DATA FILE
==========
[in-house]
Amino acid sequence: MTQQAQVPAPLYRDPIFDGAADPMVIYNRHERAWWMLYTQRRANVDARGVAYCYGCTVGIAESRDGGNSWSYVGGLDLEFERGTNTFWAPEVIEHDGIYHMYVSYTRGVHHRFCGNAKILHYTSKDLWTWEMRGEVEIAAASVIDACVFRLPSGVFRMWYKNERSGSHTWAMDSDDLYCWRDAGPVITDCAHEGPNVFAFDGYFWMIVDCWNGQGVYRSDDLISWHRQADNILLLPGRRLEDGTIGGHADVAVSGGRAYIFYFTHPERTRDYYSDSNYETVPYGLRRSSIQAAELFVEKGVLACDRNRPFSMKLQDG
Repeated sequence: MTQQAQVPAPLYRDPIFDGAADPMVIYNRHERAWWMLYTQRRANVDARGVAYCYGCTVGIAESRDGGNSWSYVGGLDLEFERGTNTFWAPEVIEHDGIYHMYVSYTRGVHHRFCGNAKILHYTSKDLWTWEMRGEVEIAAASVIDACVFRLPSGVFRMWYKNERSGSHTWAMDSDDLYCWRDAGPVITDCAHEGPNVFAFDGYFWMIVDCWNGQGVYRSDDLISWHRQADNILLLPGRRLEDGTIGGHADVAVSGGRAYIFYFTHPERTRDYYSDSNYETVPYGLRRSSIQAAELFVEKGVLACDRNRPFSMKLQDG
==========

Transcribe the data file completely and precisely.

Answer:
[in-house]
Amino acid sequence: MTQQAQVPAPLYRDPIFDGAADPMVIYNRHERAWWMLYTQRRANVDARGVAYCYGCTVGIAESRDGGNSWSYVGGLDLEFERGTNTFWAPEVIEHDGIYHMYVSYTRGVHHRFCGNAKILHYTSKDLWTWEMRGEVEIAAASVIDACVFRLPSGVFRMWYKNERSGSHTWAMDSDDLYCWRDAGPVITDCAHEGPNVFAFDGYFWMIVDCWNGQGVYRSDDLISWHRQADNILLLPGRRLEDGTIGGHADVAVSGGRAYIFYFTHPERTRDYYSDSNYETVPYGLRRSSIQAAELFVEKGVLACDRNRPFSMKLQDG
Repeated sequence: MTQQAQVPAPLYRDPIFDGAADPMVIYNRHERAWWMLYTQRRANVDARGVAYCYGCTVGIAESRDGGNSWSYVGGLDLEFERGTNTFWAPEVIEHDGIYHMYVSYTRGVHHRFCGNAKILHYTSKDLWTWEMRGEVEIAAASVIDACVFRLPSGVFRMWYKNERSGSHTWAMDSDDLYCWRDAGPVITDCAHEGPNVFAFDGYFWMIVDCWNGQGVYRSDDLISWHRQADNILLLPGRRLEDGTIGGHADVAVSGGRAYIFYFTHPERTRDYYSDSNYETVPYGLRRSSIQAAELFVEKGVLACDRNRPFSMKLQDG